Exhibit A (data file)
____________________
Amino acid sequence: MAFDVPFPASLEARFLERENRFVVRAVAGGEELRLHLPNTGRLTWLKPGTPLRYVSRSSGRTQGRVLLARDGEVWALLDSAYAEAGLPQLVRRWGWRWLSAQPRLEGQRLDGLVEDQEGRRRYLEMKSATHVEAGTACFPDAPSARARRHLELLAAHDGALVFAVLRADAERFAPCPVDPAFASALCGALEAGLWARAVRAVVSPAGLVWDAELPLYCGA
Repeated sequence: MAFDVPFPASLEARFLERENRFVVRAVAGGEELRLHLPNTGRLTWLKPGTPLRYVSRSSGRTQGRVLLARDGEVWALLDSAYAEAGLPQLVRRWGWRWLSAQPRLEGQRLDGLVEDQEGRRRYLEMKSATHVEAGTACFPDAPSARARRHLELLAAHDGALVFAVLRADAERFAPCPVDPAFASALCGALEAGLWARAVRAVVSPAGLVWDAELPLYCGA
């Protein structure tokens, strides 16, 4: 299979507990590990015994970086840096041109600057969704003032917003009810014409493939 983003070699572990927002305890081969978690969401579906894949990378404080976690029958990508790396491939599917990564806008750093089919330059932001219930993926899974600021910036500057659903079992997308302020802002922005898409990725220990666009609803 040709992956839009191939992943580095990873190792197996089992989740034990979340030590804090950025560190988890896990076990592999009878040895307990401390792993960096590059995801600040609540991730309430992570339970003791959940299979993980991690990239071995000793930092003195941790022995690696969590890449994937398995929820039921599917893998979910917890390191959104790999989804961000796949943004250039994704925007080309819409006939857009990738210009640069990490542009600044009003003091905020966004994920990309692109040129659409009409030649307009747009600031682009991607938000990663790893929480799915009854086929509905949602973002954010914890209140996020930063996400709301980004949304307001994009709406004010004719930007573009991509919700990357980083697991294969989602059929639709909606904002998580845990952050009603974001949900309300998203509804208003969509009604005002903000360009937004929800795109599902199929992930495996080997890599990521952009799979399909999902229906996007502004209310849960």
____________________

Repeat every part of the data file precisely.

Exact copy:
Amino acid sequence: MAFDVPFPASLEARFLERENRFVVRAVAGGEELRLHLPNTGRLTWLKPGTPLRYVSRSSGRTQGRVLLARDGEVWALLDSAYAEAGLPQLVRRWGWRWLSAQPRLEGQRLDGLVEDQEGRRRYLEMKSATHVEAGTACFPDAPSARARRHLELLAAHDGALVFAVLRADAERFAPCPVDPAFASALCGALEAGLWARAVRAVVSPAGLVWDAELPLYCGA
Repeated sequence: MAFDVPFPASLEARFLERENRFVVRAVAGGEELRLHLPNTGRLTWLKPGTPLRYVSRSSGRTQGRVLLARDGEVWALLDSAYAEAGLPQLVRRWGWRWLSAQPRLEGQRLDGLVEDQEGRRRYLEMKSATHVEAGTACFPDAPSARARRHLELLAAHDGALVFAVLRADAERFAPCPVDPAFASALCGALEAGLWARAVRAVVSPAGLVWDAELPLYCGA
């Protein structure tokens, strides 16, 4: 299979507990590990015994970086840096041109600057969704003032917003009810014409493939 983003070699572990927002305890081969978690969401579906894949990378404080976690029958990508790396491939599917990564806008750093089919330059932001219930993926899974600021910036500057659903079992997308302020802002922005898409990725220990666009609803 040709992956839009191939992943580095990873190792197996089992989740034990979340030590804090950025560190988890896990076990592999009878040895307990401390792993960096590059995801600040609540991730309430992570339970003791959940299979993980991690990239071995000793930092003195941790022995690696969590890449994937398995929820039921599917893998979910917890390191959104790999989804961000796949943004250039994704925007080309819409006939857009990738210009640069990490542009600044009003003091905020966004994920990309692109040129659409009409030649307009747009600031682009991607938000990663790893929480799915009854086929509905949602973002954010914890209140996020930063996400709301980004949304307001994009709406004010004719930007573009991509919700990357980083697991294969989602059929639709909606904002998580845990952050009603974001949900309300998203509804208003969509009604005002903000360009937004929800795109599902199929992930495996080997890599990521952009799979399909999902229906996007502004209310849960």